It’s very difficult to keep track of everything and remember every single detail about a conversation you might have had during the first hour of the game when you’re on hour 5 already which is why you’re provided with a notebook ton help you sort things out. The notebook contains lots of information (more of which is constantly added and you can tell that thanks to a file folder icon that pops up on screen) and you can access it with the Select Button to see where you’re coming from, what you’ve learned so far on the case and what needs to be done to move on ahead. Here’s a brief description of each of the sections available once you open up the notebook:

Objectives: A list of all the things that you have to do in order to solve the case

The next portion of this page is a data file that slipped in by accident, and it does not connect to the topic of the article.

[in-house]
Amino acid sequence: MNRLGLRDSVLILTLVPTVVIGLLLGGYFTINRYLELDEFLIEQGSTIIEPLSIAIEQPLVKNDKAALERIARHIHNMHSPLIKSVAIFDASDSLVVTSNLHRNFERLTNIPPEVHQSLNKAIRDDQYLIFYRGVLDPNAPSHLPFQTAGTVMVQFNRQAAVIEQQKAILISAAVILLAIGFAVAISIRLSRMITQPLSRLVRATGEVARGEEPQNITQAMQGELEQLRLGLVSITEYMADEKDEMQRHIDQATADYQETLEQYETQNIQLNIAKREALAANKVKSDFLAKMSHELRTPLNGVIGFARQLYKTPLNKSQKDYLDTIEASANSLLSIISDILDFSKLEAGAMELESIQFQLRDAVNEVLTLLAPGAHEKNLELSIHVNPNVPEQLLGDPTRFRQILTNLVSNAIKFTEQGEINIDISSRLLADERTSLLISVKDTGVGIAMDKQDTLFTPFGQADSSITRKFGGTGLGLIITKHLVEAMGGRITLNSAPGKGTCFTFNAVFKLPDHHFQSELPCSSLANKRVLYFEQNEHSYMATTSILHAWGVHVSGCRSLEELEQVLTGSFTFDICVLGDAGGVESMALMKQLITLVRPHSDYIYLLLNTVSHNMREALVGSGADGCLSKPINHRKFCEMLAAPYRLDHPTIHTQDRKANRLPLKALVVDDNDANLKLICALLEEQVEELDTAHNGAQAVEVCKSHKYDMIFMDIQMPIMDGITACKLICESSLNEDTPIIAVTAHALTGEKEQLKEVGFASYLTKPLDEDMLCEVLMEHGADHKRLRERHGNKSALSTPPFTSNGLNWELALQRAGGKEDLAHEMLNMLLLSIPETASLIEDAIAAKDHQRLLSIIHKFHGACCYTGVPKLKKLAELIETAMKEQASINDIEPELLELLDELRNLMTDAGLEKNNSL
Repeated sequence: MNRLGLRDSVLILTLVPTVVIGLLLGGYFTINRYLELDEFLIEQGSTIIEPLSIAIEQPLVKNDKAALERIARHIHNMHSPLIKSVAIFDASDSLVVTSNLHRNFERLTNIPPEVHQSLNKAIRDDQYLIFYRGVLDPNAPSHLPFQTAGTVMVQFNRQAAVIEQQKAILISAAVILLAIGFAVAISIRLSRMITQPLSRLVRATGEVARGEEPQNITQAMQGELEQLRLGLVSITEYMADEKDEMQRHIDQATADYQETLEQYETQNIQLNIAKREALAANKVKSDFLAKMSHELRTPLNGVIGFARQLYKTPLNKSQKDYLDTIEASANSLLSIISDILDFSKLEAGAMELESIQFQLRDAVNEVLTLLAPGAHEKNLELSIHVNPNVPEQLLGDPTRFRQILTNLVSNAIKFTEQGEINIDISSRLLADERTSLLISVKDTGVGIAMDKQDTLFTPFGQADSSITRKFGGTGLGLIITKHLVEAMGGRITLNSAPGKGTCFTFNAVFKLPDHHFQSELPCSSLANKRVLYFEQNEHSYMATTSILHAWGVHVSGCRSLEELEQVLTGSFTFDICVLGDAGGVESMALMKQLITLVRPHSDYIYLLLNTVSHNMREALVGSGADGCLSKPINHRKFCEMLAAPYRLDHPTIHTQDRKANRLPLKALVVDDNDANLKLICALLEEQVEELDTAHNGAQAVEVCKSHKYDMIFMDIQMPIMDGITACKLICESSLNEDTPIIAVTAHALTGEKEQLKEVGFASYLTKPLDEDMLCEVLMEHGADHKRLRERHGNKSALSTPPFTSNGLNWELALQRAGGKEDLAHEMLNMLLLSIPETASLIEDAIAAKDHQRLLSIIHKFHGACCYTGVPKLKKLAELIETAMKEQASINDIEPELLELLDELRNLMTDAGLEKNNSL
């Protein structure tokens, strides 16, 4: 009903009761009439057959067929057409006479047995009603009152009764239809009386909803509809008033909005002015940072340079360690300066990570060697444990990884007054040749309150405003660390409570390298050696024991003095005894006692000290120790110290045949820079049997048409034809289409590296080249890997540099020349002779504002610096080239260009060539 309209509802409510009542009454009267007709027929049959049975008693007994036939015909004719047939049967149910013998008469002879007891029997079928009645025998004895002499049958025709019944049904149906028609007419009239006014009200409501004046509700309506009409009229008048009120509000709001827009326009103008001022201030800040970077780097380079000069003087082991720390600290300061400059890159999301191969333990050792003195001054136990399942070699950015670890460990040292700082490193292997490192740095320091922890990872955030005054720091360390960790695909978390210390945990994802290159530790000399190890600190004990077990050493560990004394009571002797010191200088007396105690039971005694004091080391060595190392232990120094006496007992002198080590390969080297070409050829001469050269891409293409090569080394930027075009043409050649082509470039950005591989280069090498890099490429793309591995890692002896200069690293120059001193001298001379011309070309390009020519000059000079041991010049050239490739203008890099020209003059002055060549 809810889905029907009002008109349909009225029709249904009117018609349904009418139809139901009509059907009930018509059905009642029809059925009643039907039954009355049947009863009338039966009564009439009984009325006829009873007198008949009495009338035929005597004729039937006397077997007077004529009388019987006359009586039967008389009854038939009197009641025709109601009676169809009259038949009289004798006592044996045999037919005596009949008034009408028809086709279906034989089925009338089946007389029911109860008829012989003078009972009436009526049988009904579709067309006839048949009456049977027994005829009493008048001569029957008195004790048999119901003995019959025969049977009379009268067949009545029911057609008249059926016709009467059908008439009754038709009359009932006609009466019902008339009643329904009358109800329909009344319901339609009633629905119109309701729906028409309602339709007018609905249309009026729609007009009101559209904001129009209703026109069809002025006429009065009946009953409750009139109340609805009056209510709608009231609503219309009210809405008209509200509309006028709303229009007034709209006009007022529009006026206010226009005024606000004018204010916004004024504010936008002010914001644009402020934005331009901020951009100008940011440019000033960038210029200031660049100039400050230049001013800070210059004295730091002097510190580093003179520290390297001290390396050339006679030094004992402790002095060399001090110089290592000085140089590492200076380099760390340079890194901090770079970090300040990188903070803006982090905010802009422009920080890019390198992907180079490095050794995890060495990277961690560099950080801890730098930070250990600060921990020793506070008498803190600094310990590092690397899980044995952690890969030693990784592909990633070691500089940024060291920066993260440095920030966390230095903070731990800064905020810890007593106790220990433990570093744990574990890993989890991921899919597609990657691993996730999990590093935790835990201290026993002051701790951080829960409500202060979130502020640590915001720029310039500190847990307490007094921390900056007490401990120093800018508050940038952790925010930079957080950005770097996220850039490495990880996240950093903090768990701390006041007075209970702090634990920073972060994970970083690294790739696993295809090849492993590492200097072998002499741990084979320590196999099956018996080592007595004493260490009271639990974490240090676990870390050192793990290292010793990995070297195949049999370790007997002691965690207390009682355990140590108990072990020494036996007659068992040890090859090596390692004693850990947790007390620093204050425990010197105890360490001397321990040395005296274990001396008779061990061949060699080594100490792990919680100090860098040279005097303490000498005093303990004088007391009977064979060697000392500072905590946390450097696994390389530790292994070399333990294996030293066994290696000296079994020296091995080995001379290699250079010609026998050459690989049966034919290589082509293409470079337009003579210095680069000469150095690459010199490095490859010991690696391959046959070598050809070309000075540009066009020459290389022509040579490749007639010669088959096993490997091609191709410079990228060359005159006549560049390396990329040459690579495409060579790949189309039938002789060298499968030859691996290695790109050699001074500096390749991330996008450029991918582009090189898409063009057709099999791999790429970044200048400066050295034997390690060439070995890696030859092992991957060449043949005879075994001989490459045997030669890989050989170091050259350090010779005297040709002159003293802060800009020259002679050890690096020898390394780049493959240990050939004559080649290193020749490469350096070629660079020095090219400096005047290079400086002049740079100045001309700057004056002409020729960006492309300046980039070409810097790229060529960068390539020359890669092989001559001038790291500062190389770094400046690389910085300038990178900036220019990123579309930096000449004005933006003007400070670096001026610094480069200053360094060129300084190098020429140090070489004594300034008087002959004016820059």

Notes: General information about pretty much everything that relates to the case at hand.

People: Details and description of the people you’ve met and that play a part on how this story develops.

Clues: Shows all the puzzles you’ve unlocked and solved and also gives you the chance to, should you ever be stuck on an objective, purchase hints in exchange for your hard earned money… and doing so won’t block you out of any of the trophies!

Map: Allows you to move between the different areas available in the game.

Progress: Handy list that shows you how much you’ve done and how much is still left to do. Great for us trophy hunters since we can tell how many puzzles or conversations we’re missing.